When someone is diagnosed with Alzheimer's disease, there is more than one victim: It also affects a patient's loved ones.

"It's such an emotional drain on the caregivers," Jeri Diehl Cusack said.

"It's so hard to watch someone you love go through this terrible journey," she said. "You watch as they struggle through increasing confusion until they lose the ability to do the simple things they've been able to do forever and ever.

"It's heartbreaking," said the Grandview Heights resident, who lost both her mother and father to the incurable disease and has now seen her mother-in-law diagnosed with another type of dementia.

Cusack is one of thousands of central Ohio residents who will participate in the Columbus Walk to End Alzheimer's on Sept. 24 at Huntington Park. The event will begin at 2 p.m. with an opening ceremony followed by the 1.25-mile walk at 2:15 p.m.

"I call my team 'Hurry Up Cure,' because that's what I'm hoping for -- that we get a cure as soon as possible," Cusack said.

"It's personal for me because I know that the data show someone who has lost both parents to Alzheimer's is 10 percent more likely to suffer dementia themselves."

Marble Cliff resident Charmaine Hamilton participates in the Delaware County walk held near her hometown of Marysville. She lost her mother to Alzheimer's.

"I support the walk and the Alzheimer's Association because I would hate to see anybody go through what this insidious disease puts you through," Hamilton said. "I want to do all I can to help raise the funds and awareness that someday may help lead to a cure."

Hamilton's family also hosts an annual golf outing, Tee It Up, to raise funds for the Delaware County walk.

She will serve as a volunteer at the Sept. 24 Columbus event.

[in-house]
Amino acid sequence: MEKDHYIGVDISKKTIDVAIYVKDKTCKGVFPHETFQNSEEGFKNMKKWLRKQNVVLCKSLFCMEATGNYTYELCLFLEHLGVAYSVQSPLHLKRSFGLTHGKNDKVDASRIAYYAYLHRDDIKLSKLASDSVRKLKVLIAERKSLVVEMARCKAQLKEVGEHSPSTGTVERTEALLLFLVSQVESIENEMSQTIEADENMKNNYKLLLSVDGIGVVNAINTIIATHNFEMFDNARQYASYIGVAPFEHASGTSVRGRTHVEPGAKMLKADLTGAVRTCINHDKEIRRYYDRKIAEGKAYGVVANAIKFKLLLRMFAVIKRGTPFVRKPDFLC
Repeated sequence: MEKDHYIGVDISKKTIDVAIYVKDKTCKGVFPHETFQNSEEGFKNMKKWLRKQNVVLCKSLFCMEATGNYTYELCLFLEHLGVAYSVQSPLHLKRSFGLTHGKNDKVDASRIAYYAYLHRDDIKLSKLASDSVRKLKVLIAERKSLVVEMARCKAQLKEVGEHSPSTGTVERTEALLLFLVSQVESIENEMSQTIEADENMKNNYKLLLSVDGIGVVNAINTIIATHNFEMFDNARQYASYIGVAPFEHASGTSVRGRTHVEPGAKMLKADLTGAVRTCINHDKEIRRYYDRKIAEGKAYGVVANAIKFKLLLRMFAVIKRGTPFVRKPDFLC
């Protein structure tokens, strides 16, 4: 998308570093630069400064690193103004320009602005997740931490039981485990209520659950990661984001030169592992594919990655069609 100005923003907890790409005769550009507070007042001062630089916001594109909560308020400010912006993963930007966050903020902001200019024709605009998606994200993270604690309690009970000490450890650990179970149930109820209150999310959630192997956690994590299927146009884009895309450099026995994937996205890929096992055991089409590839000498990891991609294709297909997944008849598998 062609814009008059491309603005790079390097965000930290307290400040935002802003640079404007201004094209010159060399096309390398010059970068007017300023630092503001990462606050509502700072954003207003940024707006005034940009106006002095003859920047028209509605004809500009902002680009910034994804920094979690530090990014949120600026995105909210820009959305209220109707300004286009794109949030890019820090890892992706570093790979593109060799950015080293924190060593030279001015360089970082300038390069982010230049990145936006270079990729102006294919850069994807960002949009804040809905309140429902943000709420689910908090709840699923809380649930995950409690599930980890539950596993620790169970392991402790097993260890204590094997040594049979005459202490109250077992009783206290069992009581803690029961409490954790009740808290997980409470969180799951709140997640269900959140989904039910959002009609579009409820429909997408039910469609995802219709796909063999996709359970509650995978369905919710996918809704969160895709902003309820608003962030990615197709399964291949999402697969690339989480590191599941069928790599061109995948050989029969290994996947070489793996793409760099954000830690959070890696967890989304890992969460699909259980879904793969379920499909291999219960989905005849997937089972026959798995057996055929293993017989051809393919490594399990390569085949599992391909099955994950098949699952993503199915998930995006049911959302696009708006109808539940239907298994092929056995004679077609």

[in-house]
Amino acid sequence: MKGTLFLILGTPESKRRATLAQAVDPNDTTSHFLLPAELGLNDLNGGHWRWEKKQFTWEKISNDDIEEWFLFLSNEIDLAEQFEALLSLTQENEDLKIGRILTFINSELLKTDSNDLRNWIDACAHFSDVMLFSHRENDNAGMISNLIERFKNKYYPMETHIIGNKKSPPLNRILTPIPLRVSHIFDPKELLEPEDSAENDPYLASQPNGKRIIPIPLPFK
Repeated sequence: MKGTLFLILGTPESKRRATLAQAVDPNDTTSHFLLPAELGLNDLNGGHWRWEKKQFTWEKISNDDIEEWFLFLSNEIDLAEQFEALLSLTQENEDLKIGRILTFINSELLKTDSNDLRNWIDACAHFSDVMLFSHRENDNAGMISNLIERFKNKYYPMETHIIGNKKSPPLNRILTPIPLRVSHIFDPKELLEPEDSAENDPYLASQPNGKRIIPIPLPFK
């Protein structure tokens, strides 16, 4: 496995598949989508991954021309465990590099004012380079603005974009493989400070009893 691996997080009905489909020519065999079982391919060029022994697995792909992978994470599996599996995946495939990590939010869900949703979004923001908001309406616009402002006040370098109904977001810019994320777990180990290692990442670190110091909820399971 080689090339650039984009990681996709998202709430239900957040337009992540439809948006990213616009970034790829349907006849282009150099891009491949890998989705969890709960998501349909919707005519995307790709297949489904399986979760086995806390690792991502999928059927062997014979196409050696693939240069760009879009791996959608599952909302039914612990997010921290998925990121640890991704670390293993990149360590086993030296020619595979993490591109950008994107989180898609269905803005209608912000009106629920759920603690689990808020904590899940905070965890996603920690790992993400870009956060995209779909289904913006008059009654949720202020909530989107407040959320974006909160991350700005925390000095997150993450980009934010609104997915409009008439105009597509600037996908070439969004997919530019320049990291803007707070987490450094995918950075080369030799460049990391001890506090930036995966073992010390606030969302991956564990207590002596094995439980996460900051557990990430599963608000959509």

The walks are bittersweet for her, Hamilton said.

"It's wonderful to see so many people come out to support the cause and to know you're not alone in the struggle," she said. "But it also brings back the memories of my mom.

"Every time I would see her, there would be a little less of her," Hamilton said. "It was so hard to see her quality of life slip away."

More than 3,000 people participated in the 2016 Columbus walk, one of five events held each year in the 14-county area served by the central Ohio chapter of the Alzheimer's Association, said Ginger Brehl, director of marketing and communications for the chapter.

"The walk is our largest fundraising event but it's about more than just raising funds -- it's also about raising awareness about Alzheimer's," Brehl said.

Alzheimer's is the sixth leading cause of death in the United States.

About 5.5 million Americans are living with Alzheimer's dementia and about 5.3 million of those are age 65 and older, Brehl said.

"As the population ages, we are seeing more cases of Alzheimer's disease being diagnosed," she said.

Cusack, who volunteers several days a month at the central Ohio Alzheimer's Association office on Dublin Road near Grandview, will participate in the opening ceremony at the Columbus walk representing families who have lost someone to the disease.

Walkers who have lost a loved one will receive a purple flower pinwheel to wear. Blue flowers represent someone with Alzheimer's or dementia, yellow flowers are for those currently caring for or supporting an Alzheimer's patient and walkers who support the cause are given an orange flower.

"We are looking for the day when we will be able to give out a white flower to someone who has survived Alzheimer's," Brehl said.

"That's what we are all working toward," Cusack said. "Won't it be amazing, when there is a cure or treatment for Alzheimer's?"

More information about the walk and a link to Cusack's team's home page are available online at act.alz.org.

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